I haven’t attended much recently to describing my experience of settling back into New Zealand. In the main, this is because restarting work and buying a house are time-consuming activities.
It is also not easy, I think, to get a clear handle on precisely what I feel. And, lest this be seen as a cop-out, confusion is probably the most honest description of this part of the resettlement process. Just as I found the process of deciding to return to New Zealand a rather bipolar experience – with my volition alternating between “London days” and “New Zealand days” – resettling is not linear, but volatile. Some days it seems clear that we have made a brave and wise choice to be part of our young homeland in the context of friends and family. Other days, particularly as the sky darkens early and the southerly continues churning up the harbour, the place can seem less welcoming. Compared to the bright lights of New York and London, the relative solitude amid the elemental, inky black, darkness can have a disconcerting mien; though it makes the stars seem much closer and luminous than I had remembered.
There is a series of clever adverts for HSBC which have recently adorned arrival terminals of international airports. They consist of two photographs, each described by different one-word captions; and then the same two photographs, in which the captions are reversed. The objective is to illustrate that values depend upon one’s point of view. An example is a picture of a full moon and a picture of the Earth as seen from the moon; each captioned, alternatively, “romance” and “madness”.
I am still at the stage where I am not sure whether a decision to live and work in New Zealand is romantic, mad, a masterstroke or merely routine. That is, I am still trying to unpick what is real and important in my experiences and what is ephemeral or merely a passing fancy. I suspect this can make me appear obtuse, or possibly evasive, when being kindly asked how I am finding things. The truth is that it depends very much on my precise mood when I am asked. In this way, it is a bit like being a teenager all over again. And just as teenagers tend to give non-committal replies to questions because they have not yet mastered their conflicting emotions, I’m not yet able to formulate a response, even to myself, which renders my different experiences and thoughts into a coherent and stable whole. Even if I could, it would take a good while to relate it.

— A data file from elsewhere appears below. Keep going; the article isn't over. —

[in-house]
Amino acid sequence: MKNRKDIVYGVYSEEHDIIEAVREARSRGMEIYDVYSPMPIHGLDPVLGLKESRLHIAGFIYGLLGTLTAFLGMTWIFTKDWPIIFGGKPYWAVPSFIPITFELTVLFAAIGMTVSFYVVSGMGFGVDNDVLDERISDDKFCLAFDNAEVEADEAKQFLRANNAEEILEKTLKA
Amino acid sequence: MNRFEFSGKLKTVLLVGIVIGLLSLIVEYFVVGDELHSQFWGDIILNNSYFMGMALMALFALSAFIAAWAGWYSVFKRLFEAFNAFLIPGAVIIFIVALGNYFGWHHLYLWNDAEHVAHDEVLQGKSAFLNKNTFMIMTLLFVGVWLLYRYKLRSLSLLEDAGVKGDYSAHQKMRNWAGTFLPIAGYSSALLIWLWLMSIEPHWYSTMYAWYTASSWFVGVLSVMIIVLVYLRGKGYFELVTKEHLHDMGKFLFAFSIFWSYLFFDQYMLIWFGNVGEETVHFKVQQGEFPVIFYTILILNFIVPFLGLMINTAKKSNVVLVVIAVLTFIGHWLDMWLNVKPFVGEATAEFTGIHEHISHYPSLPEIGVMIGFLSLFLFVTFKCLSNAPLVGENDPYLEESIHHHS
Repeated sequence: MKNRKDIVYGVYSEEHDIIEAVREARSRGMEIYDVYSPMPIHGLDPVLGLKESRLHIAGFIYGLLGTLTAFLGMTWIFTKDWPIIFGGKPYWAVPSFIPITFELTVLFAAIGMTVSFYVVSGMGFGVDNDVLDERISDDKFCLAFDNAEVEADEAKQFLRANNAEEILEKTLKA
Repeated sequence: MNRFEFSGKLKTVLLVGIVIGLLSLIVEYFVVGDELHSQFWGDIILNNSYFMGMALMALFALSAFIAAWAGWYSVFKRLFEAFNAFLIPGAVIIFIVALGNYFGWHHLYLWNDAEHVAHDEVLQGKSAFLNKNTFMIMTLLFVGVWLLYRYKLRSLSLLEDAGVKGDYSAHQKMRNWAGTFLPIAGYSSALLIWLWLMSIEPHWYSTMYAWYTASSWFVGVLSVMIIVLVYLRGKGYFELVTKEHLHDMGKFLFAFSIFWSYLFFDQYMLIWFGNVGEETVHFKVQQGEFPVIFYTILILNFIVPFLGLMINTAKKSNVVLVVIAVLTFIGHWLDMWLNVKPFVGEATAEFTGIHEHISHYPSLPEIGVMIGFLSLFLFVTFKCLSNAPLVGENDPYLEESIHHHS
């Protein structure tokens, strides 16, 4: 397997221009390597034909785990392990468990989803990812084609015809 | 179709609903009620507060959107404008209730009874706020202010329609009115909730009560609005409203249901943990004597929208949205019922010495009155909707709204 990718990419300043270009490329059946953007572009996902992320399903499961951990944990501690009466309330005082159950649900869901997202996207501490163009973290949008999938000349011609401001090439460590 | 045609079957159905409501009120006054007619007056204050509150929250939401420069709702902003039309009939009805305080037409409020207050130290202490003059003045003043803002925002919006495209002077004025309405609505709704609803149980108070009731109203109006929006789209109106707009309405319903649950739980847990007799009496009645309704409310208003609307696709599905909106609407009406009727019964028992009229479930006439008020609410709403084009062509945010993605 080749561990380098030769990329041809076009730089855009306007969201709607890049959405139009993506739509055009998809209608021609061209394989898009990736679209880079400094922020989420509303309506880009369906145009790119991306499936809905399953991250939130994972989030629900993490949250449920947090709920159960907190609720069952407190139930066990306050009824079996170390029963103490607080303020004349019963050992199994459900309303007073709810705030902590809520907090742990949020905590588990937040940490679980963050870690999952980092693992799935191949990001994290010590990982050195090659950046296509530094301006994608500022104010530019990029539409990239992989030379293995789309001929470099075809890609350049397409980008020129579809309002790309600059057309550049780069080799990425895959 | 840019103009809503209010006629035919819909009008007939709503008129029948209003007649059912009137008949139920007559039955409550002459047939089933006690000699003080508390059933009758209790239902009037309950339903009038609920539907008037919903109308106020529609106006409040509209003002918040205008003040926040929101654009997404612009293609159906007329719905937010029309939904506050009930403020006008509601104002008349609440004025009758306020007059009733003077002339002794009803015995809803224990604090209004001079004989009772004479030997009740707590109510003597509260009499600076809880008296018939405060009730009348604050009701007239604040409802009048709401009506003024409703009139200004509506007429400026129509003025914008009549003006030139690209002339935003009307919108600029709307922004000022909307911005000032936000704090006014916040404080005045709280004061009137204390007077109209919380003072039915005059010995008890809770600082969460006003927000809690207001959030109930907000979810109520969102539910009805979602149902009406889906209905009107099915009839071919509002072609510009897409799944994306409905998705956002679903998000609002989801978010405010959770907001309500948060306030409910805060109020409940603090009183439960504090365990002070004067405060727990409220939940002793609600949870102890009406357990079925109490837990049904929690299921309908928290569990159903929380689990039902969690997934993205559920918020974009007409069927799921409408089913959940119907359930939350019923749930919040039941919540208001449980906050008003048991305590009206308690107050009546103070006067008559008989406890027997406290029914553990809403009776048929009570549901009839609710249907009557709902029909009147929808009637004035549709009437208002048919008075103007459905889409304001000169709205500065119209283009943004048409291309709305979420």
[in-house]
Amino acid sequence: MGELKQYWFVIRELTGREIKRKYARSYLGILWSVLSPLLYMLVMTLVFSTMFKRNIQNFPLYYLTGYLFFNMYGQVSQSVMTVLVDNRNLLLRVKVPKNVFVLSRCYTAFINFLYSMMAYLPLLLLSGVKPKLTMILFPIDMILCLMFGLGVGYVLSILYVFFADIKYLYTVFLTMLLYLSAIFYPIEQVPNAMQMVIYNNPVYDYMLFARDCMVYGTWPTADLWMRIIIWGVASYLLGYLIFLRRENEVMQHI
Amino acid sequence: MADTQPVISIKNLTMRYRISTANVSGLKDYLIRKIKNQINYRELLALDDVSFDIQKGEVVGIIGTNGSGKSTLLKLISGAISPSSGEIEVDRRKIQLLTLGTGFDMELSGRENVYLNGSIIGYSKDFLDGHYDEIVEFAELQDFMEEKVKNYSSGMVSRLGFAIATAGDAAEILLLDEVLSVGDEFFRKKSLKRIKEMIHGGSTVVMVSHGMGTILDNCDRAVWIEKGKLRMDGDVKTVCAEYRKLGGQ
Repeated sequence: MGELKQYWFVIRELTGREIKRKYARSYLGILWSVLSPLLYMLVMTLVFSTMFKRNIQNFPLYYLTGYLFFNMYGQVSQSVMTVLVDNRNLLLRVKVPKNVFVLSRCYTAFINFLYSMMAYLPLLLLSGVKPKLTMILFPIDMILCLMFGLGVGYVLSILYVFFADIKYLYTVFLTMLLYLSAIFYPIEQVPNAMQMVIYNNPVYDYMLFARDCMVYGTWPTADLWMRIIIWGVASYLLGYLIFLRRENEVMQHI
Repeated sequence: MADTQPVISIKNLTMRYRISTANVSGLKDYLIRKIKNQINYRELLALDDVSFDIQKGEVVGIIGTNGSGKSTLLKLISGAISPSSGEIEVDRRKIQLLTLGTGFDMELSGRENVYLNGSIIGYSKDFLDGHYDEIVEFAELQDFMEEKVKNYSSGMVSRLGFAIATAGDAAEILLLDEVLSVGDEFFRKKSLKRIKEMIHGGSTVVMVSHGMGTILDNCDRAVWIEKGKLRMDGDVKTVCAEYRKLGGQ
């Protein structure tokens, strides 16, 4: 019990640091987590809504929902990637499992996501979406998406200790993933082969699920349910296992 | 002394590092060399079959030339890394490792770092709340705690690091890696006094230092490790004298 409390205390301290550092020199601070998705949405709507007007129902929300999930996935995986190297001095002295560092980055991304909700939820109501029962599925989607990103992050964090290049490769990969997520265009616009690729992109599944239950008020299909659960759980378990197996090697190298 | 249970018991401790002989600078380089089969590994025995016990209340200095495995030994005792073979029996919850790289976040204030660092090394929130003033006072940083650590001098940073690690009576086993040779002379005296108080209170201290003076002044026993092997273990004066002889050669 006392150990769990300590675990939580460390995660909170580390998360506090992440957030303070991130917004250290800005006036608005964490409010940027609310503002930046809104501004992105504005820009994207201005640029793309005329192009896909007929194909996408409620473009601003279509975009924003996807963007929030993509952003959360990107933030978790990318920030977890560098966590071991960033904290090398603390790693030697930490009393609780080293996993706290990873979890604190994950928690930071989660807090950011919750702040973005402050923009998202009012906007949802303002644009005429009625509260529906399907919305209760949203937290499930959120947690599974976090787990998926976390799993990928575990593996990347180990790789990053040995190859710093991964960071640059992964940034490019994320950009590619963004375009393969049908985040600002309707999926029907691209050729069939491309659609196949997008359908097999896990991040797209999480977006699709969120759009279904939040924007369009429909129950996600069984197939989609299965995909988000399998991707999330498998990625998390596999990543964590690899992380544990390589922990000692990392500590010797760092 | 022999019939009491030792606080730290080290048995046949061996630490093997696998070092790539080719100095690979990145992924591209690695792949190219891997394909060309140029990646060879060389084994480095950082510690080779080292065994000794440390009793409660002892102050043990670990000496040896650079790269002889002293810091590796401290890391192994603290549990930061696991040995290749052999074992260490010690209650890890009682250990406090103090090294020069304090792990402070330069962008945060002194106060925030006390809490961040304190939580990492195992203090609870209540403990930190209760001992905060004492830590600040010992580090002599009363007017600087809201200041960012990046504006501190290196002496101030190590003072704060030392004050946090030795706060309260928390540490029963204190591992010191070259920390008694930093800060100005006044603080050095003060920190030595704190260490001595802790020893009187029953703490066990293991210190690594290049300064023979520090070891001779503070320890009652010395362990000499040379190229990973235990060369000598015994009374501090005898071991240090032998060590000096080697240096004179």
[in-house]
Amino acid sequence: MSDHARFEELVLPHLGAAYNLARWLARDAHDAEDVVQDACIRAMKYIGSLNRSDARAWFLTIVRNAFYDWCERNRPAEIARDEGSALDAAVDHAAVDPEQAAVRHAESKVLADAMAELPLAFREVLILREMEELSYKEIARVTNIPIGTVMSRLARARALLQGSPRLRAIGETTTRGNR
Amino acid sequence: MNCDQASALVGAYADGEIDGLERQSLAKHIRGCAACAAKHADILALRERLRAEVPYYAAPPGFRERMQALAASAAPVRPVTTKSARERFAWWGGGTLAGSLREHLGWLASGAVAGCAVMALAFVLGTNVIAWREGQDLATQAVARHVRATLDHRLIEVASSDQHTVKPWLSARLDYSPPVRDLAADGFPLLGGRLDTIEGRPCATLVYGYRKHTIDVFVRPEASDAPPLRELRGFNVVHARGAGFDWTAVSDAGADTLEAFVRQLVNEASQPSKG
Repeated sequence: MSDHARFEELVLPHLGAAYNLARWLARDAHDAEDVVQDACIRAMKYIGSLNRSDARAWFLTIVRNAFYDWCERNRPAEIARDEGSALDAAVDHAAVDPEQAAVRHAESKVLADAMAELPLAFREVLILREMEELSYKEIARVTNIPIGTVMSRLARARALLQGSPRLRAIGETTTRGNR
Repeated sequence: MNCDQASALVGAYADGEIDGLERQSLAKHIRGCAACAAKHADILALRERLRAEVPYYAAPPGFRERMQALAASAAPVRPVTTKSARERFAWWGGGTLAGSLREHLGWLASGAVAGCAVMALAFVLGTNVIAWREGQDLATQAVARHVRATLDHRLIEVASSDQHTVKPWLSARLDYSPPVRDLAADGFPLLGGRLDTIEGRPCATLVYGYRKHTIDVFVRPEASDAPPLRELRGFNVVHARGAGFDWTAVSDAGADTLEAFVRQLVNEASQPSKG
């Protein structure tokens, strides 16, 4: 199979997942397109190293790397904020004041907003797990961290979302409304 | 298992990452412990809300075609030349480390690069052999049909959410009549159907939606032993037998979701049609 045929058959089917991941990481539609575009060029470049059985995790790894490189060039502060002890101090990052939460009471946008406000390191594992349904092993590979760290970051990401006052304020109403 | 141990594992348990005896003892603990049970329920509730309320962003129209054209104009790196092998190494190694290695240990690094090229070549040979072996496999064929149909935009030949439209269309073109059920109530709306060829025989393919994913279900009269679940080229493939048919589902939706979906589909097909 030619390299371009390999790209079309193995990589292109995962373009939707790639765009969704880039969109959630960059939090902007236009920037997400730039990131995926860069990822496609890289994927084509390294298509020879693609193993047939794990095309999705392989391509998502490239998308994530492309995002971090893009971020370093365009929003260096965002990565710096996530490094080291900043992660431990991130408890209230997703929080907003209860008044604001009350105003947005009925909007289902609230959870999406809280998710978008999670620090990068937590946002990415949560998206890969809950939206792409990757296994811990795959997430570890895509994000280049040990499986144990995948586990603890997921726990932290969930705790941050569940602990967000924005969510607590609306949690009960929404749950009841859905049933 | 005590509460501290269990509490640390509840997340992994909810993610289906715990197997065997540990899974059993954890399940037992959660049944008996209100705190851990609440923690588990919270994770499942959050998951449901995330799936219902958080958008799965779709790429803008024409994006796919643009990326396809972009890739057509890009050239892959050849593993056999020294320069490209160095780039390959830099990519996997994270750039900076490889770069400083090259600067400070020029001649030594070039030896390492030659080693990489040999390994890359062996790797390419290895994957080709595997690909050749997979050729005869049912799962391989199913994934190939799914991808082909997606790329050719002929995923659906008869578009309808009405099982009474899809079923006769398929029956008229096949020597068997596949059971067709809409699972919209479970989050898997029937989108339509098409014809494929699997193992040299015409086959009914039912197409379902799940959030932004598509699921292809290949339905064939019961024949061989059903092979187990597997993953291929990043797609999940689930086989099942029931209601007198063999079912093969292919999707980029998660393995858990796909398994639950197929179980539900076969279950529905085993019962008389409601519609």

To make matters even more confusing, after less than two months in the country, I have just spent two weeks working in Europe. If I thought it was strange getting used to the idea of living in Wellington again, it was positively surreal to find myself back in London, working with my former colleagues in my former office and catching up again with friends, but living now in a hotel and not a home. My last night in London consisted of a BBQ at a flat in Tooting. It was a great and memorable evening. But in terms of layers of significance, it resembled a Charlie Kaufmann screenplay. I was back in London, though living in and about to return to Wellington, sitting outside wrapped up against the chill on a windy night, with several dear friends who used to live in Wellington. There is no clear parable to this encounter; it was just all very self-reflexive.
Its effect was to make me feel elated, even through the hangover and tedium of a flight back; and then flat, even though I was returning to my first night in my new house which my wife had heroically moved us into during my ill-timed absence. It was clear to me that that day that my reactions to everything – from the blue and white walkway between the Auckland terminals, which seemed a perfect emblem of homecoming; to our lovely new home, which, despite containing the reassembled pieces of our former lives, seemed somehow bereft – were being coloured a lack of balance and stability in my judgments and feelings.
The best word for what I am experiencing is dislocation; in the sense of not being fully connected with where I now live. As I sit here, trying to think through the fog of jet-lag, it strikes me that the dislocation is itself a form of jet-lag; a consequence of living between different places and not being fully in sync with any of them. Of course, it was partly this nagging feeling which led me to decide to return home. While that may indeed be the cure, it doesn’t have immediate effect. My sense, though, is that a period of short-term confusion is a necessary step along the pathway to long-term happiness.
This, I think, is the great difference between coming home and moving to a new place which carries no emotional significance. Wellington has many objective merits: it is attractive, energetic, cosmopolitan and navigable. But to a returning Wellingtonian, these merits are filtered, unevenly and unpredictably, through a web of recollection and emotional response. Just as the thought of the green belt, the blue harbour and a good flat white are powerful forces drawing one back, Wellington is also inhabited by ghosts of people who now live elsewhere, and bears the burden of having to live up to one’s present-day aspirations, which have in the meantime been moulded by other places. Just as with getting over jet-lag, there is no quick fix; the best approach is just to get out there and engage. And eventually, I figure, the fog will clear.